How To Open the Command Prompt on a Mac

Command Prompt is a command line translator app available as a built-in feature of most operating systems. It is still a preferred way to automate tasks or even configure features that are only accessible using the command prompt. As it’s such an integral feature of a computer’s operating system, there are several ways to access it.

How To Open the Command Prompt on a Mac

Read on to learn three ways to access Mac’s command prompt and some useful commands.

Using the Command Prompt on a Mac

The macOS version of the command prompt app is called Terminal. It offers access to the Unix part of macOS, allowing you to run scripts, edit settings, manage files, and use text commands. You can launch Terminal using Spotlight, Launchpad, or Finder, and here’s how.

Open Terminal Using Launchpad

  1. Go to the Dock and click on the silver rocket icon.
  2. Select the “Other” folder.
  3. Choose “Terminal” to launch the command prompt.

If the Terminal app is not in the Other folder, it may be somewhere else in Launchpad. You can try the following methods to open Terminal.

Open Terminal Using Spotlight

  1. Click on the “Spotlight” icon. It’s the magnifying glass at the top right corner. The Spotlight feature can also be accessed using the shortcut “Cmd + Space.”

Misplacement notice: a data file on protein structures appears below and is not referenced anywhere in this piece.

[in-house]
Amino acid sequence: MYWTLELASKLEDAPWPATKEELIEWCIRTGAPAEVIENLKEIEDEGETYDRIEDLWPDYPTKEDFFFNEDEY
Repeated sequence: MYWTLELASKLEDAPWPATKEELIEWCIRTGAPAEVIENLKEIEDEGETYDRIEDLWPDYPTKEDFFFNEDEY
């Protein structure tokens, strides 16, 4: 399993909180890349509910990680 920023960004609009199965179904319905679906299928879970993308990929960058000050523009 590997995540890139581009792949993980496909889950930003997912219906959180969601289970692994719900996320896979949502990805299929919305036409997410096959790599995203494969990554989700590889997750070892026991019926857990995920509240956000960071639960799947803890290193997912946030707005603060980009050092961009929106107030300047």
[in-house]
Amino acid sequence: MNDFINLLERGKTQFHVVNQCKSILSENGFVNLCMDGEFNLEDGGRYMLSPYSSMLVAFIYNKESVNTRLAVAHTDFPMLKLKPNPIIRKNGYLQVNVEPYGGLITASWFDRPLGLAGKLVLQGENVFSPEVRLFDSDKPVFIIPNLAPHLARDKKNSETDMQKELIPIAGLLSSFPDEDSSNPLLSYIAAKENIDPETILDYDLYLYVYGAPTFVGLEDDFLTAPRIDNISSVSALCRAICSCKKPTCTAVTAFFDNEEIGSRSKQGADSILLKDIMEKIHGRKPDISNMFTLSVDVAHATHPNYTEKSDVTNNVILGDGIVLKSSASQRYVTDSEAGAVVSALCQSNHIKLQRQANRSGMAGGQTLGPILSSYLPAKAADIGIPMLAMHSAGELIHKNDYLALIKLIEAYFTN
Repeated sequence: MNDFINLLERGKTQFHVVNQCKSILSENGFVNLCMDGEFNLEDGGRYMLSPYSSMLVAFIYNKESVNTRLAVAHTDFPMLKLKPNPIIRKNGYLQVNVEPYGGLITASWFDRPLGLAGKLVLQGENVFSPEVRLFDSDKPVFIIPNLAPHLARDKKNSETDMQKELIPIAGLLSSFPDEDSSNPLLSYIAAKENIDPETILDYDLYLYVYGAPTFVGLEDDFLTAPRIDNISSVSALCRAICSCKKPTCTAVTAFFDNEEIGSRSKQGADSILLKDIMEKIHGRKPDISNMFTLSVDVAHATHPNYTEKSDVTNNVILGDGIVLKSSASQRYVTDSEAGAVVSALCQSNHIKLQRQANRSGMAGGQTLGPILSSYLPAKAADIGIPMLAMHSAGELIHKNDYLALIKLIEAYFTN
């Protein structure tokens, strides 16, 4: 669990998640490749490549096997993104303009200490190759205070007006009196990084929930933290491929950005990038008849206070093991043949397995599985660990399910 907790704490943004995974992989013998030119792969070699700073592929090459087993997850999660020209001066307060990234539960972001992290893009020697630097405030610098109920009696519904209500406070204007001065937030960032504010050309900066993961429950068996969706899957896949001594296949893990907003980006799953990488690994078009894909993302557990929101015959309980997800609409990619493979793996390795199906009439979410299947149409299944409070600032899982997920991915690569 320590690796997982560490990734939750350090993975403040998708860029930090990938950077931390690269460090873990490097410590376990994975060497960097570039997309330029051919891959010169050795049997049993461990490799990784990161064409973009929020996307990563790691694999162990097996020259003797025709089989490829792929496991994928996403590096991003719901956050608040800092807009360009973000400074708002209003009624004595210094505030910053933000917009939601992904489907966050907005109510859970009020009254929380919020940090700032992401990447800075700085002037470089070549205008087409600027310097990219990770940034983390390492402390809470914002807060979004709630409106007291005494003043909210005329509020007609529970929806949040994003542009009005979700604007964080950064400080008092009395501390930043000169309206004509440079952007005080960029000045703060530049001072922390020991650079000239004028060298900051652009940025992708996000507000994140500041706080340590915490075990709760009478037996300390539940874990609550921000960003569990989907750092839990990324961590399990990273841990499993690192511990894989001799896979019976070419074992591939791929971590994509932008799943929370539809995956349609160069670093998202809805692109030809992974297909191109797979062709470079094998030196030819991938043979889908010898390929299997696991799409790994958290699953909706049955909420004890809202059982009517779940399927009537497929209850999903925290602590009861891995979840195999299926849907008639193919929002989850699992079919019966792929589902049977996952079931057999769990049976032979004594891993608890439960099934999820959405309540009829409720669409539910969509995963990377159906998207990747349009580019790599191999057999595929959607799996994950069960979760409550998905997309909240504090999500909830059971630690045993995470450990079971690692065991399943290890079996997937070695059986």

2. Type “terminal” in the search box, and it will appear in the search results.
  3. Double-click the “Terminal” option to launch the command prompt.

Open Terminal Using Finder

  1. Go to the Dock and click on the “Finder” icon. It looks like a two-tone smiling face.
  2. Choose “Applications” in Finder’s left panel. If it’s not there, click “Go” at the top of the screen, then click “Applications.”
  3. Choose “Utilities.”
  4. Double-click “Terminal” to go to the command prompt.

Terminal Commands

You can execute commands in Terminal by entering the command, then hitting the return key. Terminal should then respond with any relevant information.

Below is a list of operational commands to get you started in Terminal and help grow your command prompt knowledge.

Change Directory

Command: “cd

The “cd” command will change the Terminal directory you’re working in. This allows you to open a file, execute a command, and view the contents of a different directory.

Listing Directory

Command: Is

The “Is” command can be used while viewing the files and directories of the current directory. Use the “IS -I” command to find more file information, including the creation date, permissions, and owner.

Open Files

Command: open

The “open” command will open a file. By entering this command, a space, then the filename you want to access, you will launch the file using the appropriate application, like “Word,” for example.

Copy to Another Directory

Command: cp

The “cp” command lets you copy a file from one location to another or create a new copy of a file with a new name. When stating the first value, include the original file you want to be copied, followed by a space and full path, filename, and extension of where you wish the new copy to be placed.

Example: “cp [filename] [newfilename]“.